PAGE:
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Tropical Conservation Scienc








As developing countries give priority to economic growth, the effects of development threaten natural habitats and species distributions. Over the course of two decades, Vietnam has rapidly developed, especially in the expansion of agricultural production. However, no study has quantitatively measured the effects of recent human impact on the effects of past species distributions in Vietnam. We use locality data collected from multiple natural history collections, including several in Vietnam, to infer past species distributions. We assess habitat availability of five common babbler species (Aves: Timaliidae) using distribution models with data prior to rapid development that followed political reform. Overlaying the Global Human Influence Index with predicted distributions highlights the human impact on these distributions. Three important patterns emerge: (1) human impact influences common Timaliidae distributions similarly, (2) widespread species distributions show higher fragmentation due to human influence compared to narrowly distributed species in Vietnam, and (3) less than 20% of distributions overlap with nationally declared protected areas. We emphasize that conservation efforts should not only prioritize individual species, but also focus efforts on a regional scale, and that the use of museum data can be highly informative in conservation analyses. There are current obstacles to enforcing conservation of Vietnam’s already fragmented habitats, but our results suggest there is still time to reevaluate conservation approaches.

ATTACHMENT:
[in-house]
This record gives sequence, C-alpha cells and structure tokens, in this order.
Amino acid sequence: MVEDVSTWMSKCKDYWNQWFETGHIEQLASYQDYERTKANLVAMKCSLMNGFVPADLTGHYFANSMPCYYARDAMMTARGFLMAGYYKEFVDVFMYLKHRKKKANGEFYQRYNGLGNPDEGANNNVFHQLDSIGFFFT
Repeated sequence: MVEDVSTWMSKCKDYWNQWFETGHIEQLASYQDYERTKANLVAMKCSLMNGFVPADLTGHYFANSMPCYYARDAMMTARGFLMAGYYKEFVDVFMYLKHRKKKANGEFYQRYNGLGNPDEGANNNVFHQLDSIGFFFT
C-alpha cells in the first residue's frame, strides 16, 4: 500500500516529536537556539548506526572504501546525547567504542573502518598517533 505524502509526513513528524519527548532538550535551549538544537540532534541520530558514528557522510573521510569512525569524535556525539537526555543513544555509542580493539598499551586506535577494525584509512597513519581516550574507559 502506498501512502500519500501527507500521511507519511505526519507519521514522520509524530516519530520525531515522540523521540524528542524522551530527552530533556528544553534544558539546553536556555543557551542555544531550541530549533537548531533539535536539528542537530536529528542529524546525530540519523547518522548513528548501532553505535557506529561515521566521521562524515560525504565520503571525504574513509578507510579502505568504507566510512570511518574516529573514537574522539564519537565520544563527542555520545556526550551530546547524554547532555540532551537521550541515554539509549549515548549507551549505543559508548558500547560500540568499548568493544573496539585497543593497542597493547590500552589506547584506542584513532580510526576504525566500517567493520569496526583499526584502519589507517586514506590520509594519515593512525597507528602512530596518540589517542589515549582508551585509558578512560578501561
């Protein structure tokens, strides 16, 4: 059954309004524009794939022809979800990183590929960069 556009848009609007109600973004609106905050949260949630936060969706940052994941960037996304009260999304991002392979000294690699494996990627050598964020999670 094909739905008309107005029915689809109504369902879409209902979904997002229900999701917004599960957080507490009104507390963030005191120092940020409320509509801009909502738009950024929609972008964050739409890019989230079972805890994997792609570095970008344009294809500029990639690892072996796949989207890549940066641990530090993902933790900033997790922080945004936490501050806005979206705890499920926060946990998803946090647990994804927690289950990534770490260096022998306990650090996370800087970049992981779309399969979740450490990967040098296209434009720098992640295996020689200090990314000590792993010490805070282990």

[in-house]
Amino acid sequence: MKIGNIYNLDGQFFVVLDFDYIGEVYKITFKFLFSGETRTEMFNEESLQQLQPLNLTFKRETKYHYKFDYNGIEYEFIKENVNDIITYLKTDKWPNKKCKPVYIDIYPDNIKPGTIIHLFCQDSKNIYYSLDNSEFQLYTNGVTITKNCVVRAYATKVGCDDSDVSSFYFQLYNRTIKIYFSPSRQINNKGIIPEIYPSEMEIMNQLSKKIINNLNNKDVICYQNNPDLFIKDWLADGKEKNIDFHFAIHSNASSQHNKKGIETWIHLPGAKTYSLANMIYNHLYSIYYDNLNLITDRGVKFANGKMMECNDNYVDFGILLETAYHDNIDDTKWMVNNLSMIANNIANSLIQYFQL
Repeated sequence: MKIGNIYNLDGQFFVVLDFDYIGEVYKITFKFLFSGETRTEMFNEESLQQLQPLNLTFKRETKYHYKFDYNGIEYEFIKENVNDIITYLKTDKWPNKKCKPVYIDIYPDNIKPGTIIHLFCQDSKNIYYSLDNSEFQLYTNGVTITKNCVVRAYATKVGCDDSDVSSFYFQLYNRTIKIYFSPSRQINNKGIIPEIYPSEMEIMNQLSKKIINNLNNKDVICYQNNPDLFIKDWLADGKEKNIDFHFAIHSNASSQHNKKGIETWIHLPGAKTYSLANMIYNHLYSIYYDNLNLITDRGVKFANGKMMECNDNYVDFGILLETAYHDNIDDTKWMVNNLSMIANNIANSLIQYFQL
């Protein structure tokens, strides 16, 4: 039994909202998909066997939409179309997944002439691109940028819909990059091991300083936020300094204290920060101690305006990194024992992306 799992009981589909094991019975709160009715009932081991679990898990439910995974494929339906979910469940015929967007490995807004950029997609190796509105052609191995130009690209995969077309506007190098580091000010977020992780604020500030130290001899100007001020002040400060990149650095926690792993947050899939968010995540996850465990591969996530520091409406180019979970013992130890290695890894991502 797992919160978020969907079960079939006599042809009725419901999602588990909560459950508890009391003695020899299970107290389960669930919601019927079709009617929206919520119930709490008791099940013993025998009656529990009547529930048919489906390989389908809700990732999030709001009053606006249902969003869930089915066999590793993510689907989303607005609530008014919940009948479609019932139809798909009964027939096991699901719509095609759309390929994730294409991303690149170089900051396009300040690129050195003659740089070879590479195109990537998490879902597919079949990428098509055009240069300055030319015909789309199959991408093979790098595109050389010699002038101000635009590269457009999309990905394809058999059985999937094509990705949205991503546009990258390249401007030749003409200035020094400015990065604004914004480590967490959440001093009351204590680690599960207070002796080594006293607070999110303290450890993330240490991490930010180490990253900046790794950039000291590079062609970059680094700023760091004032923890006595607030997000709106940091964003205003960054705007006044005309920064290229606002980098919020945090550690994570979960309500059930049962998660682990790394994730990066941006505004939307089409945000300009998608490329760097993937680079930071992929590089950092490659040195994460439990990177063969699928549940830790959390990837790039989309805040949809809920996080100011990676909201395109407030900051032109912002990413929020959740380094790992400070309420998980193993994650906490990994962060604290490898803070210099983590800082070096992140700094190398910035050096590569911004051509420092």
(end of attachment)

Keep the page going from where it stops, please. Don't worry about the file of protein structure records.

© Laurel R. Yohe, Jonathan Flanders, Hoang Minh Duc, Long Vu, Thinh Ba Phung, Quang Hao Nguyen and Sushma Reddy, 2014. Creative Commons Attribution 4.0 license.The license permits any user to download, print out, extract, archive, and distribute the article, so long as appropriate credit is given to the authors and source of the work. The article was published in Tropical Conservation Science, Volume 7, Issue 3, 2014.

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This work is licensed under a Creative Commons Attribution 3.0 License.

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